According to the Internet, Google must be a woman.
Why is that? Because the search bar tries to finish your sentence before you can even finish typing, just like a woman who tries to complete your thoughts while you are still talking. At least according to the Internet.
And it’s true. At least for the autocompletion portion.
If I type “co,” my search bar immediately pops up with the choices “comcast nfl network,” “commercial appeal” and “common app.”
But for some searches, Google suggests less politically-correct options.
Some searches, like “women should,” can turn up brow-raising results. Results like “women should be disciplined,” “women should not speak” or the ever so demeaning “women should be slaves.”
I’m pretty sure if Google was a woman, she certainly wouldn’t be saying that.
An ad campaign created for UN Women highlights the underlying psyche found in Google’s algorithm-based-system for search autocompletes. The campaign rolled out Monday night and showcases up-close shots of women with actual search results from Sept. 13.
You can find them with a quick Google search of UN Women Google ad campaign.
The ads themselves are creative, eye-catching and kind of dumbfounding. Basically, they accomplish everything they set out to and more.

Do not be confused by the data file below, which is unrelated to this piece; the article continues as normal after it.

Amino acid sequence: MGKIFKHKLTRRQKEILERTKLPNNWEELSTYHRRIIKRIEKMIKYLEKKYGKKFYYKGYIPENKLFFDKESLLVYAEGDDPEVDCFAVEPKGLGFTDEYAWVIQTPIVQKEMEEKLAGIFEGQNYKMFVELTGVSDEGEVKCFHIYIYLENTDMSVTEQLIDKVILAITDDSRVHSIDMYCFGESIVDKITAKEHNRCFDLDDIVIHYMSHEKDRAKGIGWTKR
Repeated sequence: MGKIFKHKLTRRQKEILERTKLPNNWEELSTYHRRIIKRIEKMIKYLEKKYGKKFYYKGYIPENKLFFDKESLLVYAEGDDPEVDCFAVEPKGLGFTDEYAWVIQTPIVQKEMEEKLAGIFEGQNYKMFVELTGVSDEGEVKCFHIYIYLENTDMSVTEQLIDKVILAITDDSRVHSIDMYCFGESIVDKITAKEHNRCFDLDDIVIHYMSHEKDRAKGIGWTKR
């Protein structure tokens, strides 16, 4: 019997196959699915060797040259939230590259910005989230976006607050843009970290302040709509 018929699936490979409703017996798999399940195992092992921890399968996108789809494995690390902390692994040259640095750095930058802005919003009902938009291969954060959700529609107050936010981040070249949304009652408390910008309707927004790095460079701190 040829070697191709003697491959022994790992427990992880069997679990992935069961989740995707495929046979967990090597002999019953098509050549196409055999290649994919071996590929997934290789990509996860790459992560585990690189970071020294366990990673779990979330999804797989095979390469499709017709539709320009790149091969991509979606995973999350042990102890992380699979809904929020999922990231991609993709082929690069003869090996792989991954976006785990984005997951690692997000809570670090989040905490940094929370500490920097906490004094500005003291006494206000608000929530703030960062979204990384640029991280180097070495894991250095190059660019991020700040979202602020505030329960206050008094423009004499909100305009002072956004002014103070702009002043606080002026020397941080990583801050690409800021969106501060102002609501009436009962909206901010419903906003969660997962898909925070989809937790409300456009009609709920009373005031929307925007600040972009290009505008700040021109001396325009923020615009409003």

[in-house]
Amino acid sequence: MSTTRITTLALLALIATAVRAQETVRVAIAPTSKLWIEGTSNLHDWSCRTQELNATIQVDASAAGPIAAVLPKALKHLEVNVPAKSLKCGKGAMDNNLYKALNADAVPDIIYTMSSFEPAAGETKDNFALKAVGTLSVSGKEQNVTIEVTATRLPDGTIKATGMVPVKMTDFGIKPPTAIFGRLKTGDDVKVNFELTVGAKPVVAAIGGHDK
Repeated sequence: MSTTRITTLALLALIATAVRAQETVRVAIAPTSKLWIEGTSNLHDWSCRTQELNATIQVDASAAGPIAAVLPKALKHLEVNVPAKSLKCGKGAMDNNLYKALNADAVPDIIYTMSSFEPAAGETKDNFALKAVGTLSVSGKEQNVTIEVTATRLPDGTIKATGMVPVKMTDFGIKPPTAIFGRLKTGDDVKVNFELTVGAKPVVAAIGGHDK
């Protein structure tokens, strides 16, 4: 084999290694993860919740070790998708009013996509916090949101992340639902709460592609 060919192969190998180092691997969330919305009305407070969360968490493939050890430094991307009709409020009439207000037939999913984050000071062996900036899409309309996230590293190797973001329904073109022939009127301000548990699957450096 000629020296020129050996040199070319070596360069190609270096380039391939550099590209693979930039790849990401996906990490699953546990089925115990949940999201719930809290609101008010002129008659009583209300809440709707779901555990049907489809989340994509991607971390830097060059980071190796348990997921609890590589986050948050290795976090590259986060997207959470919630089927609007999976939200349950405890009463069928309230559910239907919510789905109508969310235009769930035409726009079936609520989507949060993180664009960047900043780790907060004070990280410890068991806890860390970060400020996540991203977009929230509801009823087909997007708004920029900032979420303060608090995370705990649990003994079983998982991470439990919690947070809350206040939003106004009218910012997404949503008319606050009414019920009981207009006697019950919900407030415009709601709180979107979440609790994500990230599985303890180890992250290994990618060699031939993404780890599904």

But that might be part of the problem.
What the campaign succeeded in doing was bringing to light uncomfortable facts that showcase beliefs held by many individuals searching these topics.
Hang on, doesn’t Google base searches on the individual, you may say? And you wouldn’t be alone in this thought.
Some will, and have argued, that the results are skewed because of who is searching the terms.
However, Google’s algorithm compiles the most common or popular search starting with those letters to provide the searchbar suggestions. For a more detailed explanation visit Google’s “How Search Works” page. The only time your personal preferences come into play are if your most recent search or a frequent search of your’s matches the phrases.
Essentially, Google responds because X number of people have searched that exact phrase.
To me, this is not an issue about Google’s algorithms or even its mass storage of personal facts. It’s not even a debate.
Google searches appear the way they do because enough people actively hunt them out. And when you have people searching for “women should be seen and not heard,” there’s a bigger societal problem.
As a female I don’t see why I need to be punished, constantly cover my hair, not speak in church or become mute overall.
But that’s the point of the ad campaign, not to cause a feminist uprising or scold males for chauvinistic behavior. It’s simply to raise awareness about something offensive and disheartening about a hidden belief about females in general.
One thing is for sure, if Google was a woman she wouldn’t like it either.